Justice White wrote the opinion of the Court:
In March 7, 1980, a teacher at Piscataway High School in Middlesex County, N. J., discovered two girls smoking in a lavatory. One of the two girls was the respondent T. L. O., who at that time was a 14-year-old high school freshman. Because smoking in the lavatory was a violation of a school rule, the teacher took the two girls to the Principal’s office, where they met with Assistant Vice Principal Theodore Choplick. In response to questioning by Mr. Choplick, T. L. O.’s companion admitted that she had violated the rule. T. L. O., however, denied that she had been smoking in the lavatory and claimed that she did not smoke at all.
Mr. Choplick asked T. L. O. to come into his private office and demanded to see her purse. Opening the purse, he found a pack of cigarettes, which he removed from the purse and held before T. L. O. as he accused her of having lied to him. As he reached into the purse for the cigarettes, Mr. Choplick also noticed a package of cigarette rolling papers. In his experience, possession of rolling papers by high school students was closely associated with the use of marihuana. Suspecting that a closer examination of the purse might yield further evidence of drug use, Mr. Choplick proceeded to search the purse thoroughly. The search revealed a small amount of marihuana, a pipe, a number of empty plastic bags, a substantial quantity of money in one-dollar bills, an index card that appeared to be a list of students who owed T. L. O. money, and two letters that implicated T. L. O. in marihuana dealing.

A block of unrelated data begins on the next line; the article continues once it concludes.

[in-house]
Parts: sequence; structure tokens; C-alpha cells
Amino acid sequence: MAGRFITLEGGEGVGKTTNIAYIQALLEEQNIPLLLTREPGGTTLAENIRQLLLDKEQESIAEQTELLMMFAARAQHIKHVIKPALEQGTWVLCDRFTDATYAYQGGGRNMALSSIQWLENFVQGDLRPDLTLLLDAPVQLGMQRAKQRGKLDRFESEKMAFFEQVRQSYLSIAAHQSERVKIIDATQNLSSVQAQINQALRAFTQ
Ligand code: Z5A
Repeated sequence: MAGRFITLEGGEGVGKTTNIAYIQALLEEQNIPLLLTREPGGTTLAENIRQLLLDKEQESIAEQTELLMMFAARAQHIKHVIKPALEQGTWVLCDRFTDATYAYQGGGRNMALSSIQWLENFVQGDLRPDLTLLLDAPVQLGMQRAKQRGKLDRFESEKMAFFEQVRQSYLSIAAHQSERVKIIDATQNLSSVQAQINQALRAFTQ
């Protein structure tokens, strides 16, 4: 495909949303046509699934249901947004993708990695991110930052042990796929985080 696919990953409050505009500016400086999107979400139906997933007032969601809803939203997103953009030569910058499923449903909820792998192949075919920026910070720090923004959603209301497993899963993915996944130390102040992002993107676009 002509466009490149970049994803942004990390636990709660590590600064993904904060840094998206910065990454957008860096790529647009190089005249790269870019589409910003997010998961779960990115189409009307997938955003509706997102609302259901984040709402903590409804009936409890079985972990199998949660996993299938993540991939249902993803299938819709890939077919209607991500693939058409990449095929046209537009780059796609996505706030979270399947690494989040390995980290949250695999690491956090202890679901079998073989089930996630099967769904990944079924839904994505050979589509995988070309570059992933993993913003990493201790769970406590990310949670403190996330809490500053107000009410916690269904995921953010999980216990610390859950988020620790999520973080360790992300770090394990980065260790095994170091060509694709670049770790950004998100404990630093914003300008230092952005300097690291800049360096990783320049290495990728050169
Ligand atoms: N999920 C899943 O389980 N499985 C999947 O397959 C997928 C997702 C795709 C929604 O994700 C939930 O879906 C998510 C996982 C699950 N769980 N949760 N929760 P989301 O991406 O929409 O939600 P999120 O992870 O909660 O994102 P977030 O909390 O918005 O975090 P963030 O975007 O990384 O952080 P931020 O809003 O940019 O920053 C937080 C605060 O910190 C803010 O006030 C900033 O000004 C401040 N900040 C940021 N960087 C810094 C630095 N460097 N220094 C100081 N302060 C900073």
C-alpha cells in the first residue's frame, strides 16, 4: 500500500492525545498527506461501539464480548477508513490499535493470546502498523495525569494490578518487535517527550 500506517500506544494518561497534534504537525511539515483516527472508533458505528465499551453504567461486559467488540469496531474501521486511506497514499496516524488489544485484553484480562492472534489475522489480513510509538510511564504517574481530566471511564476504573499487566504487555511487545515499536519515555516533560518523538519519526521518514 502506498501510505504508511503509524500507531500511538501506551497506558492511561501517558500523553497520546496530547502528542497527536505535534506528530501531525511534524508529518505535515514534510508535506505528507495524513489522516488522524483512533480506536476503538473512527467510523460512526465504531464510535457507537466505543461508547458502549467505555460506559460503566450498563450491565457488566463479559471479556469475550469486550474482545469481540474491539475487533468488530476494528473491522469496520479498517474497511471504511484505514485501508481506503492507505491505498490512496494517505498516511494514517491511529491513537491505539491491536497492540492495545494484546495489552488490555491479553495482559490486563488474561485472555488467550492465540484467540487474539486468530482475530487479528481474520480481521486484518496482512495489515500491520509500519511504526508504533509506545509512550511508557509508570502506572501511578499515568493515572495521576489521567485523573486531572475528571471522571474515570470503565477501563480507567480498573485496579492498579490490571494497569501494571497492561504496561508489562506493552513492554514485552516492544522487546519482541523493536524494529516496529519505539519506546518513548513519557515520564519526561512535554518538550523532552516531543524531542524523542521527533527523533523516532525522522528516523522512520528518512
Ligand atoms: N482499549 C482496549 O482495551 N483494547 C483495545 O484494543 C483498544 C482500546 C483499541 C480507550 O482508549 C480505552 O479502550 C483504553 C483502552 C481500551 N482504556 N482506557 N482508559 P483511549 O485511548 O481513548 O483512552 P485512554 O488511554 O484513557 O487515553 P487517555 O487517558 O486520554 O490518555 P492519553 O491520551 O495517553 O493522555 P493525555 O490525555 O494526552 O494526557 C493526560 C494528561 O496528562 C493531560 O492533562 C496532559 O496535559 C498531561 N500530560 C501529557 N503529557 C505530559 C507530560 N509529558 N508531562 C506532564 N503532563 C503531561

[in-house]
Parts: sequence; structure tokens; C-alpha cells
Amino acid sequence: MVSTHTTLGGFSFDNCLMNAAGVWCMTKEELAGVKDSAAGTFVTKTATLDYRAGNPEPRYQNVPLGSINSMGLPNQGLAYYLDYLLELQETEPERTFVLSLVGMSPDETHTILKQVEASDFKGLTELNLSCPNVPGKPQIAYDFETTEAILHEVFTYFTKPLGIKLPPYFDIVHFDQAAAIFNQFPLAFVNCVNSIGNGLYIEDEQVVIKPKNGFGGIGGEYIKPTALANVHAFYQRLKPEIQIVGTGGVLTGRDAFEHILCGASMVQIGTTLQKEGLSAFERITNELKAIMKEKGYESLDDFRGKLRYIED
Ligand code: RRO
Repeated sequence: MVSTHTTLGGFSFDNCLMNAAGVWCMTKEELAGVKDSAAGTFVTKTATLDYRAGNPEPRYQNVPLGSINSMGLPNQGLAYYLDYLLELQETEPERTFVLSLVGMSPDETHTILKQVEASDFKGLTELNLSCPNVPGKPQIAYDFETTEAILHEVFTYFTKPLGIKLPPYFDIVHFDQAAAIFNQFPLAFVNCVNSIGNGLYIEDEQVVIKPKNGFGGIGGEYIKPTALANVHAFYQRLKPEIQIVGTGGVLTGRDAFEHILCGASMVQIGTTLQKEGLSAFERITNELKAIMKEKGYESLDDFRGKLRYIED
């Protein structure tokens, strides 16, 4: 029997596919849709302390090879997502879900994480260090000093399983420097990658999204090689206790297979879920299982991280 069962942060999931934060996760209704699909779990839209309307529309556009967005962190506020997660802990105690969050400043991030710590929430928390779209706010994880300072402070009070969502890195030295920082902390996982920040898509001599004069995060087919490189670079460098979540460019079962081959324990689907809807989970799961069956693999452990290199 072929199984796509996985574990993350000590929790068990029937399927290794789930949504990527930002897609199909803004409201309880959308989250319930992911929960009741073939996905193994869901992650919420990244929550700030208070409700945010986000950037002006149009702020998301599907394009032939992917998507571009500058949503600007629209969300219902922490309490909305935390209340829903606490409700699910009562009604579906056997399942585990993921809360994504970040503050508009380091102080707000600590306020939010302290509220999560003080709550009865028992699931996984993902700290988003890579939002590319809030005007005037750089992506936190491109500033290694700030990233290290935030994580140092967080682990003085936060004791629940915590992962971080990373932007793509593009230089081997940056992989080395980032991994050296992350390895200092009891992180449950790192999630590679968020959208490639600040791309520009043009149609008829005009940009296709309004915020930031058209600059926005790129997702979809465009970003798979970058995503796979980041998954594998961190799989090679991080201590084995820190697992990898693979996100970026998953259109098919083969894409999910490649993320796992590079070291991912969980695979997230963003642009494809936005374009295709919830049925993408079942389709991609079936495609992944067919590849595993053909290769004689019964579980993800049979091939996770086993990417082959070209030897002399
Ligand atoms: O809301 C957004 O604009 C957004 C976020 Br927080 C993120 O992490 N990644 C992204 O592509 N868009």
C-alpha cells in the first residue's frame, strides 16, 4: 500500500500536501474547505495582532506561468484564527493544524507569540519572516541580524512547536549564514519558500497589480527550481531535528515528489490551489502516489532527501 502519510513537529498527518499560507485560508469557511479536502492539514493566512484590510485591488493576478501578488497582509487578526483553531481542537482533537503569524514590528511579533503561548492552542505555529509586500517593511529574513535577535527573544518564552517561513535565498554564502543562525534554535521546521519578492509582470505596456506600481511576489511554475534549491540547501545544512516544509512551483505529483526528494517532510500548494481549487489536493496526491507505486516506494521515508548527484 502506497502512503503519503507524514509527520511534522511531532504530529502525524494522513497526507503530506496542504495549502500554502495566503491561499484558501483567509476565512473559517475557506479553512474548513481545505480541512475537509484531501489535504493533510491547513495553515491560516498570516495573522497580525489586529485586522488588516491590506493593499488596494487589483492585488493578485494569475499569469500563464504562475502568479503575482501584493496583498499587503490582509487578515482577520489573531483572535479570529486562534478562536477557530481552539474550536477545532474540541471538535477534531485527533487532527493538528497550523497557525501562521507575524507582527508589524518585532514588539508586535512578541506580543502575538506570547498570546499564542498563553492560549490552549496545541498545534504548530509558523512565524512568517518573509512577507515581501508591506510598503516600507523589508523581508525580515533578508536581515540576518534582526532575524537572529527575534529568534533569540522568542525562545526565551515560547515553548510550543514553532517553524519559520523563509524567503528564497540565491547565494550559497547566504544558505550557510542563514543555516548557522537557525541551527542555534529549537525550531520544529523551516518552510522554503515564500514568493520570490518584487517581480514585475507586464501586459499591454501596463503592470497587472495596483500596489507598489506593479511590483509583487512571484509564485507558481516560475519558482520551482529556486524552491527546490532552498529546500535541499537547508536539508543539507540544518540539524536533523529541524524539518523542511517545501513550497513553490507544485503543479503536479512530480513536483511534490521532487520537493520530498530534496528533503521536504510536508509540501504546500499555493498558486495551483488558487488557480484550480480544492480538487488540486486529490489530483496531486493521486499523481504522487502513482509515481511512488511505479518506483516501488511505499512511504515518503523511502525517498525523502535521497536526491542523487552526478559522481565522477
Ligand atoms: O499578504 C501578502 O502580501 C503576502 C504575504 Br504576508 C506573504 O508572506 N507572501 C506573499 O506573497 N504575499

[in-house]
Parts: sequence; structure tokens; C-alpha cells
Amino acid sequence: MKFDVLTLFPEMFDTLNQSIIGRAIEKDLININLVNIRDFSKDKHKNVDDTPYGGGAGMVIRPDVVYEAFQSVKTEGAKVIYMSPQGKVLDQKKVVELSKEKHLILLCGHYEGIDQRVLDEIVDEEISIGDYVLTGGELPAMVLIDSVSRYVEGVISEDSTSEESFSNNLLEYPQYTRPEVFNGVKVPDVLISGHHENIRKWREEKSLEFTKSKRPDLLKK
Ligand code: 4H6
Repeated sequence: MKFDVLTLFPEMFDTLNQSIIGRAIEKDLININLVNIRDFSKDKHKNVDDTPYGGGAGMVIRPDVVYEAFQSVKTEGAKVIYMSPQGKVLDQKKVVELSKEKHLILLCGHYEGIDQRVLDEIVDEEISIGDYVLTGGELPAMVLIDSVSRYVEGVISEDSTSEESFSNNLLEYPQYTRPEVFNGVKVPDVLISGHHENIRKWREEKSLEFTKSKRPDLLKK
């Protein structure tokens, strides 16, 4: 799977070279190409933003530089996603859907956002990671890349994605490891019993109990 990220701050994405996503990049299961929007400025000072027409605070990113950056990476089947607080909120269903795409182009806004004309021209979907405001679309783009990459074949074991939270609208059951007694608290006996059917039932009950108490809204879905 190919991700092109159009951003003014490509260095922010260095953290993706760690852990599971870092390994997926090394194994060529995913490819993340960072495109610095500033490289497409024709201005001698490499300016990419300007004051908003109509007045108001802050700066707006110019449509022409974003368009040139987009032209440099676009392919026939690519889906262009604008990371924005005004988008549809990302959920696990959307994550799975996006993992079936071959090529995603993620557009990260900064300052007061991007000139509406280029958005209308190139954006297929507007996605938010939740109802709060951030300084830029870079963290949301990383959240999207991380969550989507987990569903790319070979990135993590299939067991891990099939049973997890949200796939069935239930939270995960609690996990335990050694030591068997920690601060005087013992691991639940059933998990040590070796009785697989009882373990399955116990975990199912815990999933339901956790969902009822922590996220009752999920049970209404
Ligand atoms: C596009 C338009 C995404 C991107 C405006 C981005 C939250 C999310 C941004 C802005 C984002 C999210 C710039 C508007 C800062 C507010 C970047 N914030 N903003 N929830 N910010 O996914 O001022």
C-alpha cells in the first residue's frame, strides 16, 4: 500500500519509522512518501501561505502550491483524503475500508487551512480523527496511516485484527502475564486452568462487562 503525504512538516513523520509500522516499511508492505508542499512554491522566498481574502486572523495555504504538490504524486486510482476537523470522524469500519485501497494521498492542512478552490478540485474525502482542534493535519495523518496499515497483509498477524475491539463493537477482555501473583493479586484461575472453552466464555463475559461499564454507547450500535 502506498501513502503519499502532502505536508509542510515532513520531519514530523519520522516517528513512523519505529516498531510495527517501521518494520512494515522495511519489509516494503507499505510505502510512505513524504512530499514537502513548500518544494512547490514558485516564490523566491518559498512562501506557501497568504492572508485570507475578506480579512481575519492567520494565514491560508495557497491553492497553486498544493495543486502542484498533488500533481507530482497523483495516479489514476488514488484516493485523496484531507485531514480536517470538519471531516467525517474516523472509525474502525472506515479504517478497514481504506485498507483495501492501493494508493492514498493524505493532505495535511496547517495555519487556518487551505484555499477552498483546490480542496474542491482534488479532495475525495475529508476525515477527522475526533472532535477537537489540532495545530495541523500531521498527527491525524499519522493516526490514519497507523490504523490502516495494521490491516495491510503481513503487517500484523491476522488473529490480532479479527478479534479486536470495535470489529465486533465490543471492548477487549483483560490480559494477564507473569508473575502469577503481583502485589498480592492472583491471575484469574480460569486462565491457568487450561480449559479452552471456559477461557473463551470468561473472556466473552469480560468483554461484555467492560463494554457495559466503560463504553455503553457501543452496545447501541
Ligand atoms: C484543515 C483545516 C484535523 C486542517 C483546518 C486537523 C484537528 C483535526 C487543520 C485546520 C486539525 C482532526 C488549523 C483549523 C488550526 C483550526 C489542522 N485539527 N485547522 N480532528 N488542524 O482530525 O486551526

Mr. Choplick notified T. L. O.’s mother and the police, and turned the evidence of drug dealing over to the police. At the request of the police, T. L. O.’s mother took her daughter to police headquarters, where T. L. O. confessed that she had been selling marihuana at the high school. On the basis of the confession and the evidence seized by Mr. Choplick, the State brought delinquency charges against T. L. O. in the Juvenile and Domestic Relations Court of Middlesex County. Contending that Mr. Choplick’s search of her purse violated the Fourth Amendment, T. L. O. moved to suppress the evidence found in her purse as well as her confession, which, she argued, was tainted by the allegedly unlawful search.
The court concluded that the search conducted by Mr. Choplick was a reasonable one. The court on March 23, 1981, found T. L. O. to be a delinquent and on January 8, 1982, sentenced her to a year’s probation.